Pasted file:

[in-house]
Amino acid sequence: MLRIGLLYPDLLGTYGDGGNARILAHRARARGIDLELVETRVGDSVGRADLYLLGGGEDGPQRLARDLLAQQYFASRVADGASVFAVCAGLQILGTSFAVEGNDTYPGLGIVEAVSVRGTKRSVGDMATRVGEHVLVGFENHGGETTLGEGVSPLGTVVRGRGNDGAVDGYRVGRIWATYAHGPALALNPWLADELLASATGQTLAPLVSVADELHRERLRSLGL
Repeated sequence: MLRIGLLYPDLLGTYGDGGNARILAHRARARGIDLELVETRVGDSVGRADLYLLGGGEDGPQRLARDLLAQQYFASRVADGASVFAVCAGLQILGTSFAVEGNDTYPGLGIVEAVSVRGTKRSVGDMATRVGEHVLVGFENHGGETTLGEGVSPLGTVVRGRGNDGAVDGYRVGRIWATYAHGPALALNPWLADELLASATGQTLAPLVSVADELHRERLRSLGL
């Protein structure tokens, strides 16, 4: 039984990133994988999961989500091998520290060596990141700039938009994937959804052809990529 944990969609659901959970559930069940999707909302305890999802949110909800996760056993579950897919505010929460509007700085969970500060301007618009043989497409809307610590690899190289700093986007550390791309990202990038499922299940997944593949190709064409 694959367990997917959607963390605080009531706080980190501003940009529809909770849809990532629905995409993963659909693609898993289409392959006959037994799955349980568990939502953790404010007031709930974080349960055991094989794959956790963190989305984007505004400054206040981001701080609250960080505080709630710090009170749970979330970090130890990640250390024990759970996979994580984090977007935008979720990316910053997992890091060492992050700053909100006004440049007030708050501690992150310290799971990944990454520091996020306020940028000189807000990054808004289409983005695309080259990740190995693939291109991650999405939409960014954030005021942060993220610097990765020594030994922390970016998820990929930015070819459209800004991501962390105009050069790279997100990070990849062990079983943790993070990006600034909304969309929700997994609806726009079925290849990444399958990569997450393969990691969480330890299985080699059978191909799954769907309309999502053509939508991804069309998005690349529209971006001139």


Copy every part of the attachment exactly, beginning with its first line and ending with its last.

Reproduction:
[in-house]
Amino acid sequence: MLRIGLLYPDLLGTYGDGGNARILAHRARARGIDLELVETRVGDSVGRADLYLLGGGEDGPQRLARDLLAQQYFASRVADGASVFAVCAGLQILGTSFAVEGNDTYPGLGIVEAVSVRGTKRSVGDMATRVGEHVLVGFENHGGETTLGEGVSPLGTVVRGRGNDGAVDGYRVGRIWATYAHGPALALNPWLADELLASATGQTLAPLVSVADELHRERLRSLGL
Repeated sequence: MLRIGLLYPDLLGTYGDGGNARILAHRARARGIDLELVETRVGDSVGRADLYLLGGGEDGPQRLARDLLAQQYFASRVADGASVFAVCAGLQILGTSFAVEGNDTYPGLGIVEAVSVRGTKRSVGDMATRVGEHVLVGFENHGGETTLGEGVSPLGTVVRGRGNDGAVDGYRVGRIWATYAHGPALALNPWLADELLASATGQTLAPLVSVADELHRERLRSLGL
């Protein structure tokens, strides 16, 4: 039984990133994988999961989500091998520290060596990141700039938009994937959804052809990529 944990969609659901959970559930069940999707909302305890999802949110909800996760056993579950897919505010929460509007700085969970500060301007618009043989497409809307610590690899190289700093986007550390791309990202990038499922299940997944593949190709064409 694959367990997917959607963390605080009531706080980190501003940009529809909770849809990532629905995409993963659909693609898993289409392959006959037994799955349980568990939502953790404010007031709930974080349960055991094989794959956790963190989305984007505004400054206040981001701080609250960080505080709630710090009170749970979330970090130890990640250390024990759970996979994580984090977007935008979720990316910053997992890091060492992050700053909100006004440049007030708050501690992150310290799971990944990454520091996020306020940028000189807000990054808004289409983005695309080259990740190995693939291109991650999405939409960014954030005021942060993220610097990765020594030994922390970016998820990929930015070819459209800004991501962390105009050069790279997100990070990849062990079983943790993070990006600034909304969309929700997994609806726009079925290849990444399958990569997450393969990691969480330890299985080699059978191909799954769907309309999502053509939508991804069309998005690349529209971006001139």